2018-01-08 / Opinion

Freeze salary schedules

Some local officials have gotten their governments into a mess and cannot get out without help. They’ve promised retiree medical insurance to unionized employees but did not set aside money to pay for it. This pushed the costs of yesterday onto today, stretching finances thin. The state government can and should help deal with this fiscal issue.

Retiree medical insurance tends to be something less than a promise: Employees have no legal right to it and government officials can rescind benefits at their discretion. But when these benefits are etched out in collective bargaining agreements, they may become contractual rights.

Government managers can use these benefits to get services now and defer the costs to future taxpayers. To avoid the problem of deferred costs, governments could set aside money today to pay for the benefits promised tomorrow. Doing so would ensure that promises are paid when services are delivered. It also would prevent the benefits from becoming debts of future taxpayers.

Few governments have done so, however. Indeed, prefunding retiree medical insurance benefits at local governments across the state would cost at least $9 billion. Only a portion of this is contractually mandated, but that is determined on a government by-government basis.

Many of the state’s governments no longer offer these benefits to new employees. That is a good thing, and it will prevent this situation from spiraling further out of control. But it does not deal with current costs. The state can help manage the remaining legacy costs by making them a priority.

Where employees have contractual rights to retiree medical insurance benefits, the state can establish that any additional revenue being spent on unionized workers goes to paying down retiree insurance costs. To do this, the Legislature can mandate that unionized salary schedules remain frozen until retiree insurance is fully funded.

This is fair. Taxpayers would be handing out the same levels of compensation for services, just divvied up differently among benefits. It would be up to the unions to decide which types of compensation provide the best return to their members.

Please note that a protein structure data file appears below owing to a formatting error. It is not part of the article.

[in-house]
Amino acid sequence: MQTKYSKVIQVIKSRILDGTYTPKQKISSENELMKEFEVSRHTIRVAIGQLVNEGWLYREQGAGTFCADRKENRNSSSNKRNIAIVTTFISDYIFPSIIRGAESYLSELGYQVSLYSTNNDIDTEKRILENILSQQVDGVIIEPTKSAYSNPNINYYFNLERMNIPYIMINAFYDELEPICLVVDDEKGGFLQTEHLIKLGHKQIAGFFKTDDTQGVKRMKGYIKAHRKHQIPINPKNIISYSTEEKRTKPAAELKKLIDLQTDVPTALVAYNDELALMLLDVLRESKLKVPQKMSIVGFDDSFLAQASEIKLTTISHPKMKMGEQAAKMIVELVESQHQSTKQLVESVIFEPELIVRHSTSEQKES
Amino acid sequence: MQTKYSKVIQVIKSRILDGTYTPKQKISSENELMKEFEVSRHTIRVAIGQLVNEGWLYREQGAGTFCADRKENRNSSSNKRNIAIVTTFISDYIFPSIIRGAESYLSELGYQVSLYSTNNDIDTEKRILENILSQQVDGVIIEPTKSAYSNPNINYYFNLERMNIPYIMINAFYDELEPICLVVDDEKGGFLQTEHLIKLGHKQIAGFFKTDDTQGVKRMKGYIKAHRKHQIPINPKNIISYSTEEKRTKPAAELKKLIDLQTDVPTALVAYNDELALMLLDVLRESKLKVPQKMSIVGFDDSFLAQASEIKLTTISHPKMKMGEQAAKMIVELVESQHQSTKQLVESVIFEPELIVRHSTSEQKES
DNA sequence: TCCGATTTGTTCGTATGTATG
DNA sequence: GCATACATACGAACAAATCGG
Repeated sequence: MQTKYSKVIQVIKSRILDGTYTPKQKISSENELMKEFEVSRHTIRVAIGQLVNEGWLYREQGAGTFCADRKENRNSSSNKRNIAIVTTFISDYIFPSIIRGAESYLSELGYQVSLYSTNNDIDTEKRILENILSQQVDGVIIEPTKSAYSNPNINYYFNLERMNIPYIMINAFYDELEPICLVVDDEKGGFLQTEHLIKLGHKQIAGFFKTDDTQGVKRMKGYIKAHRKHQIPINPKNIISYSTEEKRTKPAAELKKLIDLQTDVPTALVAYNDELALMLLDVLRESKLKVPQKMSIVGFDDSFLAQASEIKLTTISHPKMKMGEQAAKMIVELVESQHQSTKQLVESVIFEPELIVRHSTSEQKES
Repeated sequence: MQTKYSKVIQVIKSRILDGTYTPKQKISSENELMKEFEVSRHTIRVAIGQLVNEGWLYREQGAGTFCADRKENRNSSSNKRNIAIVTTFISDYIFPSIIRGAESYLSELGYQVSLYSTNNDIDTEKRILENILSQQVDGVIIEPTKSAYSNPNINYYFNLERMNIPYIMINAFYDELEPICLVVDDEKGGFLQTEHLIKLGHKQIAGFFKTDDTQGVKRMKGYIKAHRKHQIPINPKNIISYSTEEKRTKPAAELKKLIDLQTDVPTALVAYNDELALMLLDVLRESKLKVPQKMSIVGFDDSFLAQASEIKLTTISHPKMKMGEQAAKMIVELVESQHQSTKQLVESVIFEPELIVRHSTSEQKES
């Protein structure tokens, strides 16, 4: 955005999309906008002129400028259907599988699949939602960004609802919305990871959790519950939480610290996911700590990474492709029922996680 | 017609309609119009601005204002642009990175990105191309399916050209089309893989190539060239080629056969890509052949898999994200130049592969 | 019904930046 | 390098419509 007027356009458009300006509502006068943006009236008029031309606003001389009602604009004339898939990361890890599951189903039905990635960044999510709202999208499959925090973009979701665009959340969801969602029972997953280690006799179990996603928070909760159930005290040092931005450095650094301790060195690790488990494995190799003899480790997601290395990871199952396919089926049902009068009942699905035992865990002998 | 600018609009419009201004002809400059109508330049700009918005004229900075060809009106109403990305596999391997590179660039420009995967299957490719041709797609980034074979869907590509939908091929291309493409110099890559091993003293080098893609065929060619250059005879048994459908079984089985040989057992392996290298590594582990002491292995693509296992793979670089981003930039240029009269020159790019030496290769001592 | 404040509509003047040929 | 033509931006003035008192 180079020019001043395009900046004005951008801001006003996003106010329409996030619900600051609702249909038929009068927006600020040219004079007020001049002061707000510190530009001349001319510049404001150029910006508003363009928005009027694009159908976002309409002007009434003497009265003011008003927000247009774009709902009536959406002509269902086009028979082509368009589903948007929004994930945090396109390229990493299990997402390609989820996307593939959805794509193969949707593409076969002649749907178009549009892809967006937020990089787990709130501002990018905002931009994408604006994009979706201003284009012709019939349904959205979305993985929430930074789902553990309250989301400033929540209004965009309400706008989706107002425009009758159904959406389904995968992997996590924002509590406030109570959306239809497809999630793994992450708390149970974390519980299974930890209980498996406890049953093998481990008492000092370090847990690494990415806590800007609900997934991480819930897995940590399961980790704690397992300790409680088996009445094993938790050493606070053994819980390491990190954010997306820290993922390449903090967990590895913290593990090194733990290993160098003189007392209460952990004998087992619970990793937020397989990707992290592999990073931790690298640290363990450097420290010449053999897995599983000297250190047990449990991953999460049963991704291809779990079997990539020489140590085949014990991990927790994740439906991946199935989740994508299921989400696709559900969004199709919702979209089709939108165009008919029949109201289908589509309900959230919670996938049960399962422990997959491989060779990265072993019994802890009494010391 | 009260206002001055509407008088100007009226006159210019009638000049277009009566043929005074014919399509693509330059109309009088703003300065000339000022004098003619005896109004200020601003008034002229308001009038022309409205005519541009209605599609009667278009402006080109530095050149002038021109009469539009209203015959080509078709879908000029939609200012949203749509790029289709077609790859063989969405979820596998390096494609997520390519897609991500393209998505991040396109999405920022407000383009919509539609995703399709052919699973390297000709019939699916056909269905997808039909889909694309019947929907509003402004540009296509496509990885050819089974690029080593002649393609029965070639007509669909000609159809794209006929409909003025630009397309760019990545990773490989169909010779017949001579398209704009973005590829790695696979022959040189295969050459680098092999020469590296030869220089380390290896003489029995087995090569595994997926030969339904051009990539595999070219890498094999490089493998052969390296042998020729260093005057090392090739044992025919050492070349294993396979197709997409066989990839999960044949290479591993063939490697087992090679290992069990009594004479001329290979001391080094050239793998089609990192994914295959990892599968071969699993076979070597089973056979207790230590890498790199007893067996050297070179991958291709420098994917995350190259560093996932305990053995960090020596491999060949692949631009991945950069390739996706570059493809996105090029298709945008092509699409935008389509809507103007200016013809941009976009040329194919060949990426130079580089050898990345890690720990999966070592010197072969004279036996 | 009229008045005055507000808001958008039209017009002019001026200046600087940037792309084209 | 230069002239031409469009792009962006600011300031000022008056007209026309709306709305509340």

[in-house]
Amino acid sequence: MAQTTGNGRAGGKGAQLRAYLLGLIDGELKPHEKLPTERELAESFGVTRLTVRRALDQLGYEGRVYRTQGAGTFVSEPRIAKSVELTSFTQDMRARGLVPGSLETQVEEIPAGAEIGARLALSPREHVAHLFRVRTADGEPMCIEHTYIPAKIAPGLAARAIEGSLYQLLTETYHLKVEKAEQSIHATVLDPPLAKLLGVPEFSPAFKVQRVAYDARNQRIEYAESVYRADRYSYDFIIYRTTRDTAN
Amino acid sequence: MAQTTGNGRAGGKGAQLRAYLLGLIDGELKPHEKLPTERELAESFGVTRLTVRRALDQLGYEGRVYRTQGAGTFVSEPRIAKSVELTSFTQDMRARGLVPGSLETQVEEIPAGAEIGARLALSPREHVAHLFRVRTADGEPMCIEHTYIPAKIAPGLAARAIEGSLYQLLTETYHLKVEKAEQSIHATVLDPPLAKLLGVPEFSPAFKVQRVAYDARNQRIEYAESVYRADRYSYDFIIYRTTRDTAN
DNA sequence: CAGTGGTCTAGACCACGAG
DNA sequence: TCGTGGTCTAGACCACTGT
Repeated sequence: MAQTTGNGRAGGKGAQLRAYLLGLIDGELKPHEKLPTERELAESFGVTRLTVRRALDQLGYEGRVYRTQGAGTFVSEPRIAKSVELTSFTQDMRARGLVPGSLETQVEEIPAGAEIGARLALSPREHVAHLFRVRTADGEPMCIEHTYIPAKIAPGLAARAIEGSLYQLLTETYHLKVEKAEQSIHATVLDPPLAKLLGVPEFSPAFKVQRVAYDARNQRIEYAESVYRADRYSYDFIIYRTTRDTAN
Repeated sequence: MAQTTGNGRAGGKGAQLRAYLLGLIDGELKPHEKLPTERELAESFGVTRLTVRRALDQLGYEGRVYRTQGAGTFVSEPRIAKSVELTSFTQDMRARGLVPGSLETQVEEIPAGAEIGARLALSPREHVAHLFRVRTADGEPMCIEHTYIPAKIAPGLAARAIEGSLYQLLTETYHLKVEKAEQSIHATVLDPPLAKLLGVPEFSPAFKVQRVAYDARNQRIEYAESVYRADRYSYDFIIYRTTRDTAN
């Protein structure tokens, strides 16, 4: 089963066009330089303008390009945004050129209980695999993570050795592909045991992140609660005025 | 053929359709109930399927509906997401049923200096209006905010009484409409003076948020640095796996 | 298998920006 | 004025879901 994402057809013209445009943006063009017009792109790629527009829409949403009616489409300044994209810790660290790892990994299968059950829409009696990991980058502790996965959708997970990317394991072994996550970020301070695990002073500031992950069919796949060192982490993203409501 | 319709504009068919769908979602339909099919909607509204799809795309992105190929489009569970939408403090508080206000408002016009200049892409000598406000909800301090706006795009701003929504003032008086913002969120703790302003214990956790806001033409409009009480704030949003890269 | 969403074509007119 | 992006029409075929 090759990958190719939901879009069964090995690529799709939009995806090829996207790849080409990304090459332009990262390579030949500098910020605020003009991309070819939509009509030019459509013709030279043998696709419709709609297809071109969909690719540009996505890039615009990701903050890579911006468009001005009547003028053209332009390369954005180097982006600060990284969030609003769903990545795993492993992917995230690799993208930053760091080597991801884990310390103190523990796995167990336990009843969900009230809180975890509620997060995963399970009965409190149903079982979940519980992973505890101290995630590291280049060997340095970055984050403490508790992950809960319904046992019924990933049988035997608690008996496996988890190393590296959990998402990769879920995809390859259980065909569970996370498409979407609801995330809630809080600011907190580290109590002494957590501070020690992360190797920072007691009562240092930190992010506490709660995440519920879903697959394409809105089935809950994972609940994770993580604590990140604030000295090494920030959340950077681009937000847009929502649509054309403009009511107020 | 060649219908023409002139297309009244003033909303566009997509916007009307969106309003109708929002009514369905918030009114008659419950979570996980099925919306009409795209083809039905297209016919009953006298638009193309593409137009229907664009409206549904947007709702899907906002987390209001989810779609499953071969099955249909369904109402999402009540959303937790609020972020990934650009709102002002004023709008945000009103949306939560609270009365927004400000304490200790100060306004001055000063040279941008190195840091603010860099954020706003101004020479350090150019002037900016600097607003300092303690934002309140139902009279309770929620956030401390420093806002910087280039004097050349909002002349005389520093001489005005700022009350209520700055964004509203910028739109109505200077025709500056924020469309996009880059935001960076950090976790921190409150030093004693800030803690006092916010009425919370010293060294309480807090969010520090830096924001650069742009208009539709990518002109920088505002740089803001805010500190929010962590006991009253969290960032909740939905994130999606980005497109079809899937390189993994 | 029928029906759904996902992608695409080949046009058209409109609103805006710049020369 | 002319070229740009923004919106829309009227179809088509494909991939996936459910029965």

And so far, retiree medical insurance has been a low priority. If employees themselves cared about it, they would have insisted that it be funded.

There are some examples of governments in Michigan that have set aside enough to pay for retiree health insurance, but more often than not they have been deferred to future taxpayers.

Government managers and unions got themselves into this mess, and taxpayers are now having to pay for it. Putting retiree health insurance savings before wage hikes means that managers and unions would have to work on this problem together in a way that does not harm the public.

Local officials may not have paid enough attention to this problem in the past, which is why these fiscal problems are self-inflicted. There is no state mandate to offer these benefits or to kick their costs to future taxpayers. Local officials did not have to agree with unions to provide them; such benefits are rare in the private sector. One way to get both local government managers and their union counterparts to take the costs seriously is to mandate that underfunded medical benefits get first priority for additional funds.

This may cause union officials to come back to the negotiating table. Salary and benefits are both forms of compensation and this fact may force unions to establish some priorities. If an extra dollar is more valuable in the form of wage increases, then unions can negotiate down their retiree medical insurance benefits. Or they can help local governments find ways to get up to full funding so that their wages may increase again.

Either approach would be a win for taxpayers, who should never have been losers. And lawmakers should side with them in this debate and pass a law mandating first priority be given to funding retiree medical insurance for unionized local government employees.

Editor’s note: This guest opinion was written by James Hohman, the director of fiscal policy at the Mackinac Center for Public Policy.

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